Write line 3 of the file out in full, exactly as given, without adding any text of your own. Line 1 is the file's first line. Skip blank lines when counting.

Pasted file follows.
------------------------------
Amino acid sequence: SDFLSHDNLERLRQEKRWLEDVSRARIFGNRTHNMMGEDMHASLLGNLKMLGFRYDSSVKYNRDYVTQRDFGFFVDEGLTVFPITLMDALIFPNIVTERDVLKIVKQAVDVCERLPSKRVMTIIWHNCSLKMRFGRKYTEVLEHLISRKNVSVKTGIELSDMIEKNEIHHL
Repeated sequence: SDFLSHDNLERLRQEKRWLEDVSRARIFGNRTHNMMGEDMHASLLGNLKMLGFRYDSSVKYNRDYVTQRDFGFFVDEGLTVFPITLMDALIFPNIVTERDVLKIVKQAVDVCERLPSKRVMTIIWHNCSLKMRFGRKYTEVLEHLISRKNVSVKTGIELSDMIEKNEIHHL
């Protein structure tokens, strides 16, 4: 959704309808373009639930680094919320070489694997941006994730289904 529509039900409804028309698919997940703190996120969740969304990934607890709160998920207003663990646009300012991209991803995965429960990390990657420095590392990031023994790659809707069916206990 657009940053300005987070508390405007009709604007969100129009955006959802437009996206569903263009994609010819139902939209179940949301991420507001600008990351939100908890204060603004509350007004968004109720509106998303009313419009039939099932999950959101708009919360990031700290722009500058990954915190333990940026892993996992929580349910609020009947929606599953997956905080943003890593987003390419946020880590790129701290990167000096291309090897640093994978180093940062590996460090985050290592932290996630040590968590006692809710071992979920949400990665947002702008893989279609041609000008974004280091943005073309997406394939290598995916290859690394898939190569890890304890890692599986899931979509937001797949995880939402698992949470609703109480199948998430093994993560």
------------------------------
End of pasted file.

């Protein structure tokens, strides 16, 4: 959704309808373009639930680094919320070489694997941006994730289904 529509039900409804028309698919997940703190996120969740969304990934607890709160998920207003663990646009300012991209991803995965429960990390990657420095590392990031023994790659809707069916206990 657009940053300005987070508390405007009709604007969100129009955006959802437009996206569903263009994609010819139902939209179940949301991420507001600008990351939100908890204060603004509350007004968004109720509106998303009313419009039939099932999950959101708009919360990031700290722009500058990954915190333990940026892993996992929580349910609020009947929606599953997956905080943003890593987003390419946020880590790129701290990167000096291309090897640093994978180093940062590996460090985050290592932290996630040590968590006692809710071992979920949400990665947002702008893989279609041609000008974004280091943005073309997406394939290598995916290859690394898939190569890890304890890692599986899931979509937001797949995880939402698992949470609703109480199948998430093994993560």